Employers contemplating reductions in force (RIFs) can avoid or minimize exposure to discrimination claims by conducting pre-RIF statistical audits. A comprehensive audit identifies potential vulnerability prior to a suit being filed and will help ensure that data and documentation exist showing that any disparities are the result of nondiscriminatory factors.
These audits help deter discrimination claims in several ways. For example:
- The fact that the company has such data in hand has the effect of raising risks to plaintiffs seeking to proceed as a class, since it is unlikely plaintiffs will prevail beyond making out a prima facie case.
- An audit of employment practices also demonstrates to a jury that company management attempted to eliminate potential discrimination prior to the lawsuit.
- Data from such audits is compiled prior to litigation, rather than as a result of litigation, so it is less likely to be deemed by fact finders to be biased.
- Many disparate-impact claims allege that employers engage in a pattern of discrimination by allowing individual managers to make employment decisions without overall control or review. This, plaintiffs argue, allows discriminatory practices to flourish throughout the company. Statistical audits counter this type of argument, since they are evidence of central-management involvement in the decision-making process.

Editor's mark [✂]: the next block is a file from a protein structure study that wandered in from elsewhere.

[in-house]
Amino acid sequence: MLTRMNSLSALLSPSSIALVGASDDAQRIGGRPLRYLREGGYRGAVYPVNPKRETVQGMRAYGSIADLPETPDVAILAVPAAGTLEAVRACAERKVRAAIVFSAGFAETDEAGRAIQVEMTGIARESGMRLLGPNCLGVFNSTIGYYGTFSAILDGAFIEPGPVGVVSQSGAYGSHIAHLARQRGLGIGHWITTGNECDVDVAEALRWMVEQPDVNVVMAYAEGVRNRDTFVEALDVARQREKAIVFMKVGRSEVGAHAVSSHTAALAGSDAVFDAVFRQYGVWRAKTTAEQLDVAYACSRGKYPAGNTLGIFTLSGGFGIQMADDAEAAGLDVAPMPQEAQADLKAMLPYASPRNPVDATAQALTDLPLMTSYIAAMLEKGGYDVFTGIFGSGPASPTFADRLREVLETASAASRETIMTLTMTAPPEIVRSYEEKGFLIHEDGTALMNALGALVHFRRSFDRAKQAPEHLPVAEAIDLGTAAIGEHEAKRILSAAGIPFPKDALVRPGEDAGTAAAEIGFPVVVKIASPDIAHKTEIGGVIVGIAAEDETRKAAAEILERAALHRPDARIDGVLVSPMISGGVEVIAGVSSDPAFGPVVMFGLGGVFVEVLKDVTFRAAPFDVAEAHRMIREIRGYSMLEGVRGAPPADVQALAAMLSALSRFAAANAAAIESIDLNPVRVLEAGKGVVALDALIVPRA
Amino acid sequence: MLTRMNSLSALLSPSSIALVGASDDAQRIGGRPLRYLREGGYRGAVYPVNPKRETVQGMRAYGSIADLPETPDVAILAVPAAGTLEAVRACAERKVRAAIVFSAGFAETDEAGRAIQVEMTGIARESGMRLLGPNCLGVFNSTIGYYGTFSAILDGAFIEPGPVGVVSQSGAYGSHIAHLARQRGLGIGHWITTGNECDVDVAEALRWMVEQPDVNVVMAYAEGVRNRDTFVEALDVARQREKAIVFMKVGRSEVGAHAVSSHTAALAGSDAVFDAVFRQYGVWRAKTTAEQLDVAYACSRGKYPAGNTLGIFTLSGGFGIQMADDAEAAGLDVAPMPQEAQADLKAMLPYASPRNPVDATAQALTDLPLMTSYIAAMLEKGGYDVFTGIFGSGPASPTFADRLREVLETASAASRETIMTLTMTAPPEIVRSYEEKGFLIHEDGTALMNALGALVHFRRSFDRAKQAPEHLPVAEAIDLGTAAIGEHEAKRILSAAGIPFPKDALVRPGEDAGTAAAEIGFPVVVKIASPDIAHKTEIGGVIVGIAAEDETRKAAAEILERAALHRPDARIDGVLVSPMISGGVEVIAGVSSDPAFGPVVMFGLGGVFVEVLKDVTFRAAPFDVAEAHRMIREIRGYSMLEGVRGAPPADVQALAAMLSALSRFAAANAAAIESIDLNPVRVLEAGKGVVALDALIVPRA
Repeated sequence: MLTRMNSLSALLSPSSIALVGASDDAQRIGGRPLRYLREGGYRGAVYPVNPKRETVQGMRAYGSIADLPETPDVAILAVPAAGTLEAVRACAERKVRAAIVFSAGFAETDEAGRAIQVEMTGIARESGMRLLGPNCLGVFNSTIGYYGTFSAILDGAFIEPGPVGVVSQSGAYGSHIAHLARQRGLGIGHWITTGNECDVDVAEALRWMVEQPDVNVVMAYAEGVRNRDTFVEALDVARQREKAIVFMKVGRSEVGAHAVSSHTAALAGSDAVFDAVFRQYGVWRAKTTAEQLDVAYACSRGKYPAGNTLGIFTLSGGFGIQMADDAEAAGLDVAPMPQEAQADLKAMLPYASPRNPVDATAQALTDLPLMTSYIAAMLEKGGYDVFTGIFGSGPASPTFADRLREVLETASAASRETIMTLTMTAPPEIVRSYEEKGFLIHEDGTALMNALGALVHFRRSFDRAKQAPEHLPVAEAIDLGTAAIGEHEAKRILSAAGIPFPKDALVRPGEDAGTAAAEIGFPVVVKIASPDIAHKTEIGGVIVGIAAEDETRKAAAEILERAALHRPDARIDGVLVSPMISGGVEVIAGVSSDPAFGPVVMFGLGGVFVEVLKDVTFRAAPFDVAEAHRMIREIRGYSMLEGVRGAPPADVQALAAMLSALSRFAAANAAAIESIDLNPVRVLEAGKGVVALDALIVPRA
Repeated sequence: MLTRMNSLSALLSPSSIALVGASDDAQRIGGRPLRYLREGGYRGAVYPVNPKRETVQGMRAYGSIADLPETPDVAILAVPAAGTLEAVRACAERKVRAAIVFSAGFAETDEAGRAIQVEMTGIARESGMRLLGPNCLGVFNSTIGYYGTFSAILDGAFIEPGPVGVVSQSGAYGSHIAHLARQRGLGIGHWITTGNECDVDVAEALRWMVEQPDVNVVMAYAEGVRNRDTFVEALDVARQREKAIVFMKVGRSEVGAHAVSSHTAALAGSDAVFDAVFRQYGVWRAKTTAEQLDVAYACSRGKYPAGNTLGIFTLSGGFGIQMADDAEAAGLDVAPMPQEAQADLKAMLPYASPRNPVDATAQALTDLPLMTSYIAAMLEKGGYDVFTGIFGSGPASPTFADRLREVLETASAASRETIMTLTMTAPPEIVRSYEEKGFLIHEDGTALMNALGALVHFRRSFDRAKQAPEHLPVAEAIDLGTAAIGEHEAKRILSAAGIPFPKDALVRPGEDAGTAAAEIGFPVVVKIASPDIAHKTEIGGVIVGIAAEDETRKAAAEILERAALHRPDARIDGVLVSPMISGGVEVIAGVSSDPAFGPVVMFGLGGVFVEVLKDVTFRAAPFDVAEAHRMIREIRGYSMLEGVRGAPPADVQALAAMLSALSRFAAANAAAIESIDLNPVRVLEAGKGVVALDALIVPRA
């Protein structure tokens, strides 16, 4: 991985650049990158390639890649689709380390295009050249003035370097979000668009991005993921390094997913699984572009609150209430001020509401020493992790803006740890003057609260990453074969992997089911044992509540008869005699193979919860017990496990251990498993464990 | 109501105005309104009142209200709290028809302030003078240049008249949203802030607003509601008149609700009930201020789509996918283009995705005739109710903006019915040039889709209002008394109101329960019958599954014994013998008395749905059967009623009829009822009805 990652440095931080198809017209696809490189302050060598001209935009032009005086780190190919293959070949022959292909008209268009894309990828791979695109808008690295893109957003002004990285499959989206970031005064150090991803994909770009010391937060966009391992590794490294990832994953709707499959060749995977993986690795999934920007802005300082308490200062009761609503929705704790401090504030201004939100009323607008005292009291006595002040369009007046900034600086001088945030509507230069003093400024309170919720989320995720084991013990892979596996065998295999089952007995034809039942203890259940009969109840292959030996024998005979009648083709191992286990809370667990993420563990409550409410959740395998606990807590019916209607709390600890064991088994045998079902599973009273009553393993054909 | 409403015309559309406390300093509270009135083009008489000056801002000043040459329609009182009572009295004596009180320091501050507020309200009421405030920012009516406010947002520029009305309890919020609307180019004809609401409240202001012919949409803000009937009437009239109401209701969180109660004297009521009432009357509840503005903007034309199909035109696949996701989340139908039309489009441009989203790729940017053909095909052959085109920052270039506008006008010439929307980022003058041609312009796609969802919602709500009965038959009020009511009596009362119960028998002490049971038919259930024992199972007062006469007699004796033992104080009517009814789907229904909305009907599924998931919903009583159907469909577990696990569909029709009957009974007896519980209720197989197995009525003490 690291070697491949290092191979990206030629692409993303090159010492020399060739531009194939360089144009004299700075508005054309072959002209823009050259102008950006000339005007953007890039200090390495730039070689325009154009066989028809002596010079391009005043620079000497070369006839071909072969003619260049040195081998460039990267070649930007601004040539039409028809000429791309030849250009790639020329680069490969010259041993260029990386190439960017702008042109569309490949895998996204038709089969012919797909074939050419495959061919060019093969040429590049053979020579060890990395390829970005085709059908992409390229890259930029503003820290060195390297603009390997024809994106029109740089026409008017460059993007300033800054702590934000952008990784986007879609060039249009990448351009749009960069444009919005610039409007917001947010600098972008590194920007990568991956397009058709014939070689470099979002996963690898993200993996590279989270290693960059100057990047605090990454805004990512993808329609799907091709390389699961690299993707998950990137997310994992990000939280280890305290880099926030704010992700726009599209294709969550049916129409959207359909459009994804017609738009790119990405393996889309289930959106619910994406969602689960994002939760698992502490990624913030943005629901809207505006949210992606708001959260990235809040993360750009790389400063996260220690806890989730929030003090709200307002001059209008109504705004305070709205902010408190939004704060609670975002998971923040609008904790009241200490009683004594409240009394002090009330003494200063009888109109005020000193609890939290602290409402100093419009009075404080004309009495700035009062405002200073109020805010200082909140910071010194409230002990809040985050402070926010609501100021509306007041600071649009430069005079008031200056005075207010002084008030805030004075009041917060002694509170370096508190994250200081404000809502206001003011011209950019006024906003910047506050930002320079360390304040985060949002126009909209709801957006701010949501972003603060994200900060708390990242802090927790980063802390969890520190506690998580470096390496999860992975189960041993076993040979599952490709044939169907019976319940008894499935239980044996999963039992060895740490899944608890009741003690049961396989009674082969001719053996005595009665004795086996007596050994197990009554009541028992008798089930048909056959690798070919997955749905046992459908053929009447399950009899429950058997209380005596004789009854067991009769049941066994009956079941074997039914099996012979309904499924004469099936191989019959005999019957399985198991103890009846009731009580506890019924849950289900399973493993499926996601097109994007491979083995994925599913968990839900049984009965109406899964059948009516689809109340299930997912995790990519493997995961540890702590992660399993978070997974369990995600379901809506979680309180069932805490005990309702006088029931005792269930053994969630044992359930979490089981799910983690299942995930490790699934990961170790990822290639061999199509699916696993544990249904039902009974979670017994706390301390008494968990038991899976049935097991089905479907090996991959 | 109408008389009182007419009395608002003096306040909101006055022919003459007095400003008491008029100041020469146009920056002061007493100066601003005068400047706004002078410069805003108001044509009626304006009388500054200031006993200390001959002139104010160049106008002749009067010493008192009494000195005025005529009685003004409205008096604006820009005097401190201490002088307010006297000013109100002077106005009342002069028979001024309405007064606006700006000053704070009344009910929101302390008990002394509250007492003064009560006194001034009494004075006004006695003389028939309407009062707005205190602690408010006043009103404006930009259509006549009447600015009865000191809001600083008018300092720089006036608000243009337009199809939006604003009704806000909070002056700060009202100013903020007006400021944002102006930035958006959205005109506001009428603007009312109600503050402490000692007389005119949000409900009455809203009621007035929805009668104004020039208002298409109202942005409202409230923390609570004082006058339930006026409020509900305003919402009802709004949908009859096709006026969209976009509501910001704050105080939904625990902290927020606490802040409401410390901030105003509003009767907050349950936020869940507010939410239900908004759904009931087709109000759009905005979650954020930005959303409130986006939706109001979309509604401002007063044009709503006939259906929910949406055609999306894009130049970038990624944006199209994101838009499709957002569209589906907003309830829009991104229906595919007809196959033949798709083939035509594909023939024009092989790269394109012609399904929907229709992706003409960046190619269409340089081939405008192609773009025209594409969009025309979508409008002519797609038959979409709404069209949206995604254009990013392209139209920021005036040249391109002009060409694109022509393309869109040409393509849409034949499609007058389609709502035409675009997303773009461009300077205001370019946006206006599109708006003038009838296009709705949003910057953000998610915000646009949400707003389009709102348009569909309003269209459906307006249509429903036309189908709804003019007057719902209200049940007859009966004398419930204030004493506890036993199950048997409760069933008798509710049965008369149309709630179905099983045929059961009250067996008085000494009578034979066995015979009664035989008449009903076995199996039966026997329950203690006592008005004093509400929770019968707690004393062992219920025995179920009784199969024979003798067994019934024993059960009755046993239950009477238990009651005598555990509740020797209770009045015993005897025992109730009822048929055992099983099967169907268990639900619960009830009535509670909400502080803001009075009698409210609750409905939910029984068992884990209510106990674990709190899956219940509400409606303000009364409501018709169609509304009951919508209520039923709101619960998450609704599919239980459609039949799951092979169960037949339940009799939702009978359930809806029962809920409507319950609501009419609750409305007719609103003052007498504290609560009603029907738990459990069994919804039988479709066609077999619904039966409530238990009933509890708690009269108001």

Audits begin with the same type of statistical review plaintiffs would perform in seeking to make out a prima facie case of discrimination. Using files commonly kept by employers, the RIF plan is tested for possible disparate impact on protected classes.
If the tests show that disparities might occur, analysts then conduct the same type of tests performed by defendants seeking to determine if disparities can be explained by valid, nondiscriminatory factors.
To the extent that disparities cannot be ascribed to nondiscriminatory factors, a problem area has been identified that must be addressed by management before the RIF is carried out.
How Center Economists Can Help
Economists at the Center for Forensic Economic Studies have developed a series of easily administered pre-RIF Chi-square and T tests. These tests, analyzing data typically kept by employers and generally not requiring extensive data-gathering, can quickly reveal any statistically significant disparities.
If such disparities exist, regression analyses can be conducted to identify mitigating variables explaining the disparity. If the tests are performed under the direction of outside counsel, they should be privileged under attorney-client and attorney work-product protections.
Contact the Center to discuss how the Center can help you or your client with pre-RIF planning.